Reader Russ Dewey points to an un-fucking-believable turn of events in Kelo v. New London, the Connecticut case surrounding the use of eminent domain to boot homeowners to build a privately owned luxury complex: The leaders of New London are now demanding rent from the people whose property they've seized!
From the Fairfield County Weekly account, worth quoting at length:
The U.S. Supreme Court recently found that the city's original seizure of private property was constitutional under the principal of eminent domain, and now New London is claiming that the affected homeowners were living on city land for the duration of the lawsuit [which started in 2000] and owe back rent. It's a new definition of chutzpah: Confiscate land and charge back rent for the years the owners fought confiscation.
In some cases, their debt could amount to hundreds of thousands of dollars. Moreover, the homeowners are being offered buyouts based on the market rate as it was in 2000....
In June 2004, NLDC sent the seven affected residents a letter indicating that after the completion of the case, the city would expect to receive retroactive "use and occupancy" payments (also known as "rent") from the residents.
In the letter, lawyers argued that because the takeover took place in 2000, the residents had been living on city property for nearly five years, and would therefore owe rent for the duration of their stay at the close of the trial. Any money made from tenantssome residents' only form of incomewould also have to be paid to the city.
With language seemingly lifted straight from The Goonies , NLDC's lawyers wrote, "We know your clients did not expect to live in city-owned property for free, or rent out that property and pocket the profits, if they ultimately lost the case." They warned that "this problem will only get worse with the passage of time," and that the city was prepared to sue for the money if need be.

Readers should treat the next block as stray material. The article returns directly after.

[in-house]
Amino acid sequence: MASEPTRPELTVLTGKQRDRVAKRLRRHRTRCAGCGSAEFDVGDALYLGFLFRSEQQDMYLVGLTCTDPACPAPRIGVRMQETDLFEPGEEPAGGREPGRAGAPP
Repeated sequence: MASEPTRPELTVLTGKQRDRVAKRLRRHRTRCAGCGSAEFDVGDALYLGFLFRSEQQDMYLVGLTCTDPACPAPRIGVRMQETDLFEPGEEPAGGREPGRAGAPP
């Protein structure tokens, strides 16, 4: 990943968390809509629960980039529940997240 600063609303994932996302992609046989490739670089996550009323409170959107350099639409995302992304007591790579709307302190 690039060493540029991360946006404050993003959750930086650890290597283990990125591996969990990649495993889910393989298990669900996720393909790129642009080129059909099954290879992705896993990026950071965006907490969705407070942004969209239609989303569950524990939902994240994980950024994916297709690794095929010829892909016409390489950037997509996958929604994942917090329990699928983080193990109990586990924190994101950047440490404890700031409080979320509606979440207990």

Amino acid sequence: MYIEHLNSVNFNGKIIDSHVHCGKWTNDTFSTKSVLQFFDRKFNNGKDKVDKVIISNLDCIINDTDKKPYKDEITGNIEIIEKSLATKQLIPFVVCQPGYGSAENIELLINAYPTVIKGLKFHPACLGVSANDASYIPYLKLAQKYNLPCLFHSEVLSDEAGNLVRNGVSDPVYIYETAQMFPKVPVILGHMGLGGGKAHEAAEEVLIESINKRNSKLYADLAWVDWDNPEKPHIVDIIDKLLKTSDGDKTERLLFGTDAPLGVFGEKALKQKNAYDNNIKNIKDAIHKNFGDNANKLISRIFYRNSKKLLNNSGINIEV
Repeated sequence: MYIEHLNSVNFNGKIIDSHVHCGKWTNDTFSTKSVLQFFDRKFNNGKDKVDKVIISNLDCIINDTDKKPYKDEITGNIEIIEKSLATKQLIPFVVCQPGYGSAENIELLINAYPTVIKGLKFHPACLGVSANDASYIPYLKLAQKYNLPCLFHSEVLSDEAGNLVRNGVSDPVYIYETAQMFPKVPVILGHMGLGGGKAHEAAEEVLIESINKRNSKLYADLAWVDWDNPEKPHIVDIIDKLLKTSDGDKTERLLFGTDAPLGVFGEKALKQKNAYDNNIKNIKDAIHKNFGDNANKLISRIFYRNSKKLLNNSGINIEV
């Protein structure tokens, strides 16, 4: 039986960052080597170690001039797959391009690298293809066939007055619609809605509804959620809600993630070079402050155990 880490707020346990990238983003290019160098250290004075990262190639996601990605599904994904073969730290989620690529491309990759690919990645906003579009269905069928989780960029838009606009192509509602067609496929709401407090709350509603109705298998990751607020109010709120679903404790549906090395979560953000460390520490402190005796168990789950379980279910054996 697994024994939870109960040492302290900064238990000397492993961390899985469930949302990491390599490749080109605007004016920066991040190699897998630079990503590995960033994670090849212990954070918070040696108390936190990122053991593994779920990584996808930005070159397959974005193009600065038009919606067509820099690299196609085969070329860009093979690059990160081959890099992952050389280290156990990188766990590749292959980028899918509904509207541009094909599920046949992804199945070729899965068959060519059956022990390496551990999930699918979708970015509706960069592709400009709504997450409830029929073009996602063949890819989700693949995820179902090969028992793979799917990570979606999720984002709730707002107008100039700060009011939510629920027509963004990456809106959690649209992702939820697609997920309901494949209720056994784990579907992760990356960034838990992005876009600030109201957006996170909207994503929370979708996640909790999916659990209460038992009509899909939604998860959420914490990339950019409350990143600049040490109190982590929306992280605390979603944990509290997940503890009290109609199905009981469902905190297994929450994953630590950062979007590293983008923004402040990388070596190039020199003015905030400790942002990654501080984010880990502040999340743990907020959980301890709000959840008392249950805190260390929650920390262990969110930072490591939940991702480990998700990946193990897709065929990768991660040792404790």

A lawyer for the residents, Scott Bullock, responded to the letter on July 8, 2004, asserting that the NLDC had agreed to forgo rents as part of a pretrial agreement in which the residents in turn agreed to a hastened trial schedule. Bullock called the NLDC's effort at obtaining back rent "a new low."
"It seems like it is simply a desperate attempt by a nearly broke organization to try to come up with more funds to perpetuate its own existence," Bullock wrote. He vowed to respond to any lawsuit with another.
With the case nearly closed, the NLDC may soon make good on its promise to sue. Jeremy Paul, an associate UConn law dean who teaches property law, says it's not clear who might prevail in a legal battle over rent. "From a political standpoint, the city might be better off trying to reach some settlement with the homeowners," he says.
An NLDC estimate assessed Dery for $6,100 per month since the takeover, a debt of more than $300K. One of his neighbors, case namesake Susette Kelo, who owns a single-family house with her husband, learned she would owe in the ballpark of 57 grand. "I'd leave here broke," says Kelo. "I wouldn't have a home or any money to get one. I could probably get a large-size refrigerator box and live under the bridge."
Whole revolting thing here.